Indeed, The Media Fund and Americans Coming Together (ACT) -- both funded by George Soros -- received fines of $580,000 and $775,000, respectively.

Perino jumps on Weekly Standard's bogus weeks-old Koch Industries scandal

Weekly Standard: According to Koch Industries, Obama administration official suggested to reporters that Koch doesn't pay corporate income tax. On September 20, The Weekly Standard's John McCormack reported (emphasis in original):

According to Mark Holden, senior vice president and general counsel of Koch Industries, a senior Obama administration official told reporters at an August 27 on-the-record background briefing on corporate taxes:

So in this country we have partnerships, we have S corps, we have LLCs, we have a series of entities that do not pay corporate income tax. Some of which are really giant firms, you know Koch Industries is a multibillion dollar businesses. So that creates a narrower base because we've literally got something like 50 percent of the business income in the U.S. is going to businesses that don't pay any corporate income tax. They point out [in the report] you could review the boundary between corporate and non-corporate taxation as a way to broaden the base.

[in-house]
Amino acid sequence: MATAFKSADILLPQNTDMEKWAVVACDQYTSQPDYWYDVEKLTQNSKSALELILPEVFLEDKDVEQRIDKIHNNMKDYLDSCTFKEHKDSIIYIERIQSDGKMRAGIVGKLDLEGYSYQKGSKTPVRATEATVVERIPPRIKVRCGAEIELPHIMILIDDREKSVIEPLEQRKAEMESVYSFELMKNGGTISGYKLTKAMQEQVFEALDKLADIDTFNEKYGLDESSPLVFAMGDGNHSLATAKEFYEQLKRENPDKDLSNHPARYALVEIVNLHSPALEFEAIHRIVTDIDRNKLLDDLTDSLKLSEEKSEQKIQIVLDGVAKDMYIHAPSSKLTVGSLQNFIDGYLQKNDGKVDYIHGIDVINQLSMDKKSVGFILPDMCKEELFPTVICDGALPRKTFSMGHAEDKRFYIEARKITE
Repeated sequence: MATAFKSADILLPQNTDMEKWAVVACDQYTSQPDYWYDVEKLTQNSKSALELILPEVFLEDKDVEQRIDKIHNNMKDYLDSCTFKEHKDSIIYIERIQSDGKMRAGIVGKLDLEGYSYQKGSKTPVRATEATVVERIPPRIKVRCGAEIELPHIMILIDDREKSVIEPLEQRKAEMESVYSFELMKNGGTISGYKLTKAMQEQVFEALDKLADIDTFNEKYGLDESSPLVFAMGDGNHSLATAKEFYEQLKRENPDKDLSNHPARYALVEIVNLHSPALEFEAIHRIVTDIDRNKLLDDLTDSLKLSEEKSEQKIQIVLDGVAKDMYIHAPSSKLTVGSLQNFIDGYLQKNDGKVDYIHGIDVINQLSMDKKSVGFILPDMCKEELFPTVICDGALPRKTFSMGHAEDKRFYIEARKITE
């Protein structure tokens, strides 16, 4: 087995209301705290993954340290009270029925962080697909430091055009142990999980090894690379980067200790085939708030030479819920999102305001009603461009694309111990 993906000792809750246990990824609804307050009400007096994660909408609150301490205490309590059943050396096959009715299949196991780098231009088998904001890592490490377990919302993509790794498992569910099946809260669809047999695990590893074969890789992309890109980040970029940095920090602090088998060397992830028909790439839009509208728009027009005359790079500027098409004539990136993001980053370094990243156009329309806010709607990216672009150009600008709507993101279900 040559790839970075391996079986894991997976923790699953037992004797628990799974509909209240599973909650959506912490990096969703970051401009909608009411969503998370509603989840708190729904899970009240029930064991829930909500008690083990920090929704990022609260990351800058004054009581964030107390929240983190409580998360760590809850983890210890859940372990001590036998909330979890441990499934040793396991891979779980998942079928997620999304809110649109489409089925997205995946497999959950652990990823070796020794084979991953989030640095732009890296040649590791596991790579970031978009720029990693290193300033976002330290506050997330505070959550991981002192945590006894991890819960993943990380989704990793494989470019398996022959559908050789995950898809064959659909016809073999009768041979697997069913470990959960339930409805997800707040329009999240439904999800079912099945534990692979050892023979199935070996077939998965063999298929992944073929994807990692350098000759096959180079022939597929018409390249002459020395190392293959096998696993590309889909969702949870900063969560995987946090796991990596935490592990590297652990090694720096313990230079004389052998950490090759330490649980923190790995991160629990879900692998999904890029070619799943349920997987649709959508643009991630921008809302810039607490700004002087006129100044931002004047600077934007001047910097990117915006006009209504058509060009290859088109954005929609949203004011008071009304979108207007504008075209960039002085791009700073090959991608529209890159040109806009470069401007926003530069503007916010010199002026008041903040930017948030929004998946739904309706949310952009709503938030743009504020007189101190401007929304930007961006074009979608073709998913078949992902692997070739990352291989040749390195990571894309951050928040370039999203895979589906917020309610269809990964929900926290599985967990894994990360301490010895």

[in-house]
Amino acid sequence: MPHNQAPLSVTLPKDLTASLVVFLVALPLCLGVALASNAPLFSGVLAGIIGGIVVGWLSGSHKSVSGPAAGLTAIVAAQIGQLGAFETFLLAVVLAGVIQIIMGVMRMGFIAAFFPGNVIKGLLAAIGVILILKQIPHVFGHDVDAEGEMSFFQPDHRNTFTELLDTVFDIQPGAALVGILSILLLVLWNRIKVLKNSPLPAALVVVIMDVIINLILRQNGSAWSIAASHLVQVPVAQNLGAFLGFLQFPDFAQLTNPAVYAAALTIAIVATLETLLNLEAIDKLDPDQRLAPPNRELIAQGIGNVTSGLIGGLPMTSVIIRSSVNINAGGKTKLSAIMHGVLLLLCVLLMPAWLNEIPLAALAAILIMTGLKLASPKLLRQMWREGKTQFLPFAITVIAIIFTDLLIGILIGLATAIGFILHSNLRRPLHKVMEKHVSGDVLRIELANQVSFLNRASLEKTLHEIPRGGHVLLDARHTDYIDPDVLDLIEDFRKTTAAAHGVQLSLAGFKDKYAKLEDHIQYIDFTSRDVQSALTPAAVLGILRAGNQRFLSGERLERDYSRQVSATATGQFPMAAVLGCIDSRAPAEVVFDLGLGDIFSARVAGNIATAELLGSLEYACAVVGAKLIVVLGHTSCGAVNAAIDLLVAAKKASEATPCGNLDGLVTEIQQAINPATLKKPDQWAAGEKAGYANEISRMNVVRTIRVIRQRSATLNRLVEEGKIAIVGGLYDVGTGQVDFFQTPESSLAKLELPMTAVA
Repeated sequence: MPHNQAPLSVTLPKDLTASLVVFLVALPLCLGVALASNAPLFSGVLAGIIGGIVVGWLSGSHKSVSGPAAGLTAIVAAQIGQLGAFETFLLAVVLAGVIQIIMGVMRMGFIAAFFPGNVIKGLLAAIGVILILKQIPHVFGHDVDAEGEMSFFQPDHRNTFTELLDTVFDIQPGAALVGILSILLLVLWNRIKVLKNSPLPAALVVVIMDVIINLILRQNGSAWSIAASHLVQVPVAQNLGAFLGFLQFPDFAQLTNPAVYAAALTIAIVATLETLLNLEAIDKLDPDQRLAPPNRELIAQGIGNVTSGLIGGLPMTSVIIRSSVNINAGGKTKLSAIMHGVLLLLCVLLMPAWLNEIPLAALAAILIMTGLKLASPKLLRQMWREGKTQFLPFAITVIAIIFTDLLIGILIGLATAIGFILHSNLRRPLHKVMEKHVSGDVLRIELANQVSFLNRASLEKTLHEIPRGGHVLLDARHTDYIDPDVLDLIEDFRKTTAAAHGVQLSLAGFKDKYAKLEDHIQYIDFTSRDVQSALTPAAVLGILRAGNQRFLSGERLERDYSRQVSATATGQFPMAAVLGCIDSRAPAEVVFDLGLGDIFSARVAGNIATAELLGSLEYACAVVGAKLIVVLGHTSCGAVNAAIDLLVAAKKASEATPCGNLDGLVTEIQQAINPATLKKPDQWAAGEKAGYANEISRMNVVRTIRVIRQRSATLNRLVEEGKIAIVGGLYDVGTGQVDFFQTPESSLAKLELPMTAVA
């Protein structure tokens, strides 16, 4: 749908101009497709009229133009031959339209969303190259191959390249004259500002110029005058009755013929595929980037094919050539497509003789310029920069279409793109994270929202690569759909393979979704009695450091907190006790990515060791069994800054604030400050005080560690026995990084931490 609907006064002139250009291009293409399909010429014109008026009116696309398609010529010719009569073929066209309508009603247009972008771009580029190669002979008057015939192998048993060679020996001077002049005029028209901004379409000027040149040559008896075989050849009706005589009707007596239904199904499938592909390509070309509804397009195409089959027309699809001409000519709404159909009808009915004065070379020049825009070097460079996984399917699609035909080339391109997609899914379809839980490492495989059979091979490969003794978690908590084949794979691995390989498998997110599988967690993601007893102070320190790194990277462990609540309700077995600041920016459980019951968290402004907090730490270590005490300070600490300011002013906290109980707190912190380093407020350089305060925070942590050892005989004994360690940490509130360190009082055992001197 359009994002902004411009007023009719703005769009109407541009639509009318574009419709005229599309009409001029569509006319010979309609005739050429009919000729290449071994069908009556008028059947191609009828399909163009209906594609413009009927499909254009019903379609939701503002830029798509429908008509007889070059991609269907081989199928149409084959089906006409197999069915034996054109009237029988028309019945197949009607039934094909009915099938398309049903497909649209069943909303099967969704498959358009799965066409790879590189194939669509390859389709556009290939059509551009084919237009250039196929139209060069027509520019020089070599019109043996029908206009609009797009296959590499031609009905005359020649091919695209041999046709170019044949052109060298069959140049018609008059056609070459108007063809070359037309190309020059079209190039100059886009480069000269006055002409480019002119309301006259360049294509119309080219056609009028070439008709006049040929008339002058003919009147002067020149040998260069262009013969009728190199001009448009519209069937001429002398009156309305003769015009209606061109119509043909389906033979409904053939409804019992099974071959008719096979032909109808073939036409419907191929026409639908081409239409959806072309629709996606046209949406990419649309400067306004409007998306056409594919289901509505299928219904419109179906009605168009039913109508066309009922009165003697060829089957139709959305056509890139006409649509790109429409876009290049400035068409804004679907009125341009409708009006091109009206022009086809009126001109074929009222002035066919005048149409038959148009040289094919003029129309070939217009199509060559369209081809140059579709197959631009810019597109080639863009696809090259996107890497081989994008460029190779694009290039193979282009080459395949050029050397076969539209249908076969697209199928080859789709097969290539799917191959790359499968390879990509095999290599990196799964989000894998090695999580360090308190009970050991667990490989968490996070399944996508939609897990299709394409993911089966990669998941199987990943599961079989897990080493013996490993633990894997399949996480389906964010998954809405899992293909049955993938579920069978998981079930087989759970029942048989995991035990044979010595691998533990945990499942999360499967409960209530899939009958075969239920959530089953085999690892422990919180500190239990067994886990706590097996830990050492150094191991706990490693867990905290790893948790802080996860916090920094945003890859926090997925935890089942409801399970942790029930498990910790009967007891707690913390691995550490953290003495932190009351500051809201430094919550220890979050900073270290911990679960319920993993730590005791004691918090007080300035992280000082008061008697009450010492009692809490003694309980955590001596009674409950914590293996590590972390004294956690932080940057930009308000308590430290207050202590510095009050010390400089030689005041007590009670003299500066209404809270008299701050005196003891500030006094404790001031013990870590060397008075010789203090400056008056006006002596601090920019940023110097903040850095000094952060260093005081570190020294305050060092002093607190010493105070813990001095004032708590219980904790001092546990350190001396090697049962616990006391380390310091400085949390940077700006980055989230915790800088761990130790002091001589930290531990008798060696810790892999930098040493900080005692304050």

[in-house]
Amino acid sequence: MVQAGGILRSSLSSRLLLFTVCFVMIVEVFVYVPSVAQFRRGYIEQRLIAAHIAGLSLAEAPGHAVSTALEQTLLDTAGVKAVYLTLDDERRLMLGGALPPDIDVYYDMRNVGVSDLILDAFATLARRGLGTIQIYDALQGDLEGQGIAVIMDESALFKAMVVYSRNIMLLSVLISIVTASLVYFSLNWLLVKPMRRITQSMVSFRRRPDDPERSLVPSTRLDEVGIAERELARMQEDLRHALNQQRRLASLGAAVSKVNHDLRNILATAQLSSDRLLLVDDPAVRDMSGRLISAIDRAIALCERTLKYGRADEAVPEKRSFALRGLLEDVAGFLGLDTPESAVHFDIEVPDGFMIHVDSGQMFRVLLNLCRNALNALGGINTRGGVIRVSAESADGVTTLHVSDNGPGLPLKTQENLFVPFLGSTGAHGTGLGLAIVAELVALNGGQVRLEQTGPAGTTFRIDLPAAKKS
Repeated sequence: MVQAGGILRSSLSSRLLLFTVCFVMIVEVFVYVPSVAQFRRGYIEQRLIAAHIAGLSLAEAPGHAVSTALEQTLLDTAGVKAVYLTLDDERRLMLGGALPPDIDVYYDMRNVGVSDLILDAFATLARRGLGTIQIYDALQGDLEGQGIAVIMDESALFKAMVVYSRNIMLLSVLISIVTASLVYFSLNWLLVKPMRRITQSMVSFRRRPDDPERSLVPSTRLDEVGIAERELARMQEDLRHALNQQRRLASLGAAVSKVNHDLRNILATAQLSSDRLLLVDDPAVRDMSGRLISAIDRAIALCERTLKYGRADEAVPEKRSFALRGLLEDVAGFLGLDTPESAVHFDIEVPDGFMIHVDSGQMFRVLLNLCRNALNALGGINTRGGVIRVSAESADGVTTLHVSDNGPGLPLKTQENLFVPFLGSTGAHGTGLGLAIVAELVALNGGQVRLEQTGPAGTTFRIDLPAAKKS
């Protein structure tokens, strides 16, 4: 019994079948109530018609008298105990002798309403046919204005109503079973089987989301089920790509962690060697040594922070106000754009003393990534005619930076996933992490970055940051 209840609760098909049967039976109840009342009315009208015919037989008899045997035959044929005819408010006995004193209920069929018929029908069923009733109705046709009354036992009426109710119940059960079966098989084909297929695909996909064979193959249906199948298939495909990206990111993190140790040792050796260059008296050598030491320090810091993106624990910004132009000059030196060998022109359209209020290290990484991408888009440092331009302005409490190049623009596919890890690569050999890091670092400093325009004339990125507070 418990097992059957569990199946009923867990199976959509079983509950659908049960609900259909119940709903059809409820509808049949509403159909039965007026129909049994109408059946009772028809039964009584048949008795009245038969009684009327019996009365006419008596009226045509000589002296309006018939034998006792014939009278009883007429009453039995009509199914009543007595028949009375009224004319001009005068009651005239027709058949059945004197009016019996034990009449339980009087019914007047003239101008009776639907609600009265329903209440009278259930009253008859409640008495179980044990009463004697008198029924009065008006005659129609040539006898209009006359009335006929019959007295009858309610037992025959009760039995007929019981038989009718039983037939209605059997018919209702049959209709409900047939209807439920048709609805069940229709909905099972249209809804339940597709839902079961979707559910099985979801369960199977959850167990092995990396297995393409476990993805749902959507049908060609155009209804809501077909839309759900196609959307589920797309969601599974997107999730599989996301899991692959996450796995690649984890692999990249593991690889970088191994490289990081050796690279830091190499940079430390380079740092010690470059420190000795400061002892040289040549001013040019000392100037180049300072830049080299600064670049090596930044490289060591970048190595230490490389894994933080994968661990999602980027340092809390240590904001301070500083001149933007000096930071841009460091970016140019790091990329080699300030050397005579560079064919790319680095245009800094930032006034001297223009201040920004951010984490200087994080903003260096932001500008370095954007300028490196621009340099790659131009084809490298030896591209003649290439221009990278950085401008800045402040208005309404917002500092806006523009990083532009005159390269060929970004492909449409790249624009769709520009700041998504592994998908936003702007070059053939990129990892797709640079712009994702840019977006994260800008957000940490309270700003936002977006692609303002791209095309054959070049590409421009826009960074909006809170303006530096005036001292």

Perino: White House actions “could be illegal.” On America Live, Perino said of the story:

PERINO: I take the White House at its word that when it mentioned the tax status of Koch Industries, it didn't mean to. But, you know, it's hard to swallow that, because just from where I was as the press secretary, at the White House you're not even supposed to have access to any information about any specific individual or company.

She later added that the Obama administration official's actions “could be illegal,” explaining: “After Watergate laws were put in place to make sure that political interference regarding your taxes and how much you pay and how much you owe could not be used against you in political speech.”

Koch Industries' Holden: “I'm not accusing any one of any illegal conduct.” In McCormack's article, he quotes Holden saying: "I'm not accusing any one of any illegal conduct. ... I don't know what [the senior administration official] was referring to. I'm not sure what he's saying. I'm not sure what information he has. ... [I]f he obtained it in a way that was inappropriate, that would be unlawful. But I don't know that that's the case."